I work at a startup that is doing some aerospace engineering work, and the engineers have two related but distinct asks for our network that I am not sure how to provide.

  1. Remote access to workstation. Some engineers use desktop computers to do their work, and they would like a way to access them remotely to do design work and simulations from home while having all the actual computing happening at work. How do I implement this for them? Is there an application or service that is "plug and play" for this type of thing?

  2. VPN system. Other engineers use mobile workstations that they take all over with them. We have a license server for our CAD and simulation software licenses set up on our LAN, but if the engineers with mobile workstations are out of the office, they cannot currently access the license server and so cannot use our software suites. I assume a VPN is the way to go to solve this, as they would be able to get into our LAN and ping the license server to use our software from anywhere with an internet connection. How do I set up a VPN to do this? Do I need special hardware, or can it be done with software?

For additional background, I am not a network engineer. I have become my startup's IT guy by default because I can figure things out, but I have no formal background or training in IT or networking. I did set up my company's network thus far, which includes Four DSL WAN connections (don't ask...), a load balancing router to chain them together, a 24-port Managed PoE switch, 3 VOIP phones, and about a dozen workstations.


4 - CenturyLink Zyxel C1100Z DSL modems

1 - TP-Link TL-R470T+ load balancing router that also handles our DHCP for our LAN

1 - Netgear JGS524PE-100NAS 24-port switch.

The switch is connected to everything else, which includes our endpoints, a Linksys WRT3200 wireless router configured as a WAP, and a MiniX Neo running Windows 10 Pro serving as our license server.


You need a VPN also for item 1, since for remote access (RDP/VNC) you need to access the internal network anyway.

You need to look into your router's documentation and see if it supports any VPN server features. If it does, then you configure the VPN there and install corresponding software to the workstations that need it.

If it does not have VPN support, then you need to have a computer which runs for example OpenVPN server, and you port forward connections from the router to the OpenVPN server.

Then you need also to make sure that you either have a static IP address or dynamic DNS solution installed, so that you have a static endpoint where your VPN clients are connecting to.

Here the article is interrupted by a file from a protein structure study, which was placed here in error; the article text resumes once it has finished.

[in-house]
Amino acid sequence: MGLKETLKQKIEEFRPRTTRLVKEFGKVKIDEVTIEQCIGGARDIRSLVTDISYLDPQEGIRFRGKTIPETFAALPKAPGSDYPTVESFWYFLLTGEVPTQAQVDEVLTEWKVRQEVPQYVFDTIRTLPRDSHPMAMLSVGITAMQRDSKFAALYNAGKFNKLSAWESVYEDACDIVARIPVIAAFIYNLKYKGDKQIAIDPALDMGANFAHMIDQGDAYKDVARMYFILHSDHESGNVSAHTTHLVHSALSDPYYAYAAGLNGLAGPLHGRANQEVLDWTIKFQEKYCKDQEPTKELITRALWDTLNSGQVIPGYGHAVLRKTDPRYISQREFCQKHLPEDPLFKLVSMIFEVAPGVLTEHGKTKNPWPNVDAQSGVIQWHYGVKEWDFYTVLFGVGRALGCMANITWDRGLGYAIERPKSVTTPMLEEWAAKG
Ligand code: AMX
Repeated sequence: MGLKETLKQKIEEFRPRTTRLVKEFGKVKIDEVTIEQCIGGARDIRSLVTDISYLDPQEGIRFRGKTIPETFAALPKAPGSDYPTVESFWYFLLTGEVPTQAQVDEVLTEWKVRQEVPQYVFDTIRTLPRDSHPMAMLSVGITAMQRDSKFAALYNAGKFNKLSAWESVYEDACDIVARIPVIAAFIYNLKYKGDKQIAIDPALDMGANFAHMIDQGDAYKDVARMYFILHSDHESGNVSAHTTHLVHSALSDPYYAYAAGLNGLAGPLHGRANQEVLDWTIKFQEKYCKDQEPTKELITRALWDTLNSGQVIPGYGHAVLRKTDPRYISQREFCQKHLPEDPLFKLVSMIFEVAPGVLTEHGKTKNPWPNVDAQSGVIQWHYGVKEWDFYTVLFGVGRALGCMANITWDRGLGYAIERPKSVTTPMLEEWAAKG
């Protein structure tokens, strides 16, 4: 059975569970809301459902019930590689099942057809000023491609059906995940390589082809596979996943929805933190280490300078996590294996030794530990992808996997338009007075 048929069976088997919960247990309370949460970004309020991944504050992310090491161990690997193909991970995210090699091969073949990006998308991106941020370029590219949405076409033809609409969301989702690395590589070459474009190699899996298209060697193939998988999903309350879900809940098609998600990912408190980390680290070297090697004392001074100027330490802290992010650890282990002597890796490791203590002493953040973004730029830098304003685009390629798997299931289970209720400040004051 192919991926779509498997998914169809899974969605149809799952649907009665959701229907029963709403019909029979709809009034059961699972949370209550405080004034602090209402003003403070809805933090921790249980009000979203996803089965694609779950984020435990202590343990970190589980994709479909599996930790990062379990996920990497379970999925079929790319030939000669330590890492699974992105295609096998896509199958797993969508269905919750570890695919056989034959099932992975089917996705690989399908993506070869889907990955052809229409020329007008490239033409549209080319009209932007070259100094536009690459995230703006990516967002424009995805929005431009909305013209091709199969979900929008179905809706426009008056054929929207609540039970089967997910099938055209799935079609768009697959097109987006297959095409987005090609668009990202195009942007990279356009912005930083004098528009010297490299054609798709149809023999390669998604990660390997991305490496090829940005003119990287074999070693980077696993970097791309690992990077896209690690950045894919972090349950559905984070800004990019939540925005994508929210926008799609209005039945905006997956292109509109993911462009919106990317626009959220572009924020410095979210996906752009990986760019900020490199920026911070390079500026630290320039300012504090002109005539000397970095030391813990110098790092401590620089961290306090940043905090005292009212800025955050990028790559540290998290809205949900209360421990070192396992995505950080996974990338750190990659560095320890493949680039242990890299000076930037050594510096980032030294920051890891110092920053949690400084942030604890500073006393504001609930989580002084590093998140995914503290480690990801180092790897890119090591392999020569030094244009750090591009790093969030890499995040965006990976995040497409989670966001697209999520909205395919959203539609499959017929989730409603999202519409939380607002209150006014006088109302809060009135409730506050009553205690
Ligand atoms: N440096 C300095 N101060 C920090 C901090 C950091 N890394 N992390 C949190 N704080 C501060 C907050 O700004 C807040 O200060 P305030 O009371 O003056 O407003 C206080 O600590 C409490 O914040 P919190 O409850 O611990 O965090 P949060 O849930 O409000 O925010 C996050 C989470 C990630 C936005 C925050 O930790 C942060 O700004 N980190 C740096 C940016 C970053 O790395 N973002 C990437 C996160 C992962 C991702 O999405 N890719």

Remote desktop features are built-in in MacOS and Windows, you just need to search how to enable them. The harder part is the VPN.

Another note in general. You or the company needs the be aware of the point when the systems need to be set up by best operating practices instead of "figuring out how to do things". At some point, this method is simply not enough and could pose a significant risks to operation.

  • 1
    Thanks, Tero. This makes sense to me in principle, but more importantly I think this will be what I need to finally make a good case to my boss why we need to actually spend money on a real IT solutions service rather than just have me hack around. :)
    – WHA
    Jun 29 '18 at 16:04

The TP-Link Loadblancer is cheap and doing a good job, but I wouldn't recommend it as a good solution for both your requirements.

First, you have to consider that each WAN-Port (where the DSL-Modems are connected) has his own public IP-Address. So you have to choose one of them to become your VPN-servers public IP.

In best case this is a static IP. If it's a dynamic one, you should ask for a static one. If that is not possible you could workaround it with a dynIP-Service (I wouldn't recommend it because it makes the whole solution unnecessary complex and weak).

In fact, your two requirements are basically the same: an external device needs to "dial-in" to your VPN-server who's reachable at the public (static) IP of one of your DSL-Lines. The TP-Link TL-R470T+ has an appropriate Advanced>NAT-section where you have to configure and so allow the incoming VPN-connections being forwarded to the internal VPN-Server.

This VPN-server is a device you need inside your LAN. There are commercial solutions like the TPLink Savestream https://www.tp-link.com/us/products/details/cat-4909_TL-R600VPN.html Such a solution usually is cheap and include both a documentation and Software for your client computers.

Or alternatively, you can look for an OpenVPN-based solution (device) and learn more about VPN-setups at https://docs.openvpn.net/connecting/

As soon as you know what type of VPN you're going to use, this has some specific port numbers, that must be forwarded in your Loadbalancers NAT-configuration to that internal LAN-IP you assigned to the VPN-Server device.

At the end when your client devices have "dialed in" to your VPN-server they will be able to see all other devices in your LAN.

To work on the work computers desktop you have to use either built in solutions like RDP or additional software like VNC (free) or Teamviewer or AnyDesk (commercial)

Please consider also spending 10% of the time you will go to use to set it up for your own, and lookup for an experienced and honest IT-Service who provide you a solid and instantly working solution.


If you have a Windows Server in addition to the network equipment, then you can use that server as the remote access VPN server. Once they have connected through the VPN, they can easily use the built-in Windows remote desktop or Apple's dito in order to connect to the end-clients' desktops.

Here is a guide how to set up your Windows server as a VPN gateway: https://www.thomasmaurer.ch/2016/10/how-to-install-vpn-on-windows-server-2016/

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